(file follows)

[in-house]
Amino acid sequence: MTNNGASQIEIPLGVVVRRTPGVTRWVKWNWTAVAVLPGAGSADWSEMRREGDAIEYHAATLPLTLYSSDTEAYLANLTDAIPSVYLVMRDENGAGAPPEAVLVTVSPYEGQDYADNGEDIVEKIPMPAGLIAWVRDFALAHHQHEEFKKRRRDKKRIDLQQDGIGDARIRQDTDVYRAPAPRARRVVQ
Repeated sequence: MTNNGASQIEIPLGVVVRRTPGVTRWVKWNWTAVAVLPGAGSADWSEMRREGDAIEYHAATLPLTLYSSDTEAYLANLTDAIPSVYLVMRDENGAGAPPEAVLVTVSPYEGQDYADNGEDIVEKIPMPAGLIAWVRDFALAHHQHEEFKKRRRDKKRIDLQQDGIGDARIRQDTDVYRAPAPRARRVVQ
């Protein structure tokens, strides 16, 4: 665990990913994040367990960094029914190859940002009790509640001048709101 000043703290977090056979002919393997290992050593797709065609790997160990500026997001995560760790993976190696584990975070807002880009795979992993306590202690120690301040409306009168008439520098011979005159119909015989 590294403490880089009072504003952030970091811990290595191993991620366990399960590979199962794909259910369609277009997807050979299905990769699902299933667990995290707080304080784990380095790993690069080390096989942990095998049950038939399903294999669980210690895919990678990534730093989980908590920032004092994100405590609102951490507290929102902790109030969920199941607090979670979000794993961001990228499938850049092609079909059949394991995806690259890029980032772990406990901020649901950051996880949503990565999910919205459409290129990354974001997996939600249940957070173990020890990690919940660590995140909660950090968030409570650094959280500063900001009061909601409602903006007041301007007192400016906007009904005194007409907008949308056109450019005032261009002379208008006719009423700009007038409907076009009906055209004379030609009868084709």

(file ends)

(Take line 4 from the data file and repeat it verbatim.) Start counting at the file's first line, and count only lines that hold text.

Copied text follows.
């Protein structure tokens, strides 16, 4: 665990990913994040367990960094029914190859940002009790509640001048709101 000043703290977090056979002919393997290992050593797709065609790997160990500026997001995560760790993976190696584990975070807002880009795979992993306590202690120690301040409306009168008439520098011979005159119909015989 590294403490880089009072504003952030970091811990290595191993991620366990399960590979199962794909259910369609277009997807050979299905990769699902299933667990995290707080304080784990380095790993690069080390096989942990095998049950038939399903294999669980210690895919990678990534730093989980908590920032004092994100405590609102951490507290929102902790109030969920199941607090979670979000794993961001990228499938850049092609079909059949394991995806690259890029980032772990406990901020649901950051996880949503990565999910919205459409290129990354974001997996939600249940957070173990020890990690919940660590995140909660950090968030409570650094959280500063900001009061909601409602903006007041301007007192400016906007009904005194007409907008949308056109450019005032261009002379208008006719009423700009007038409907076009009906055209004379030609009868084709």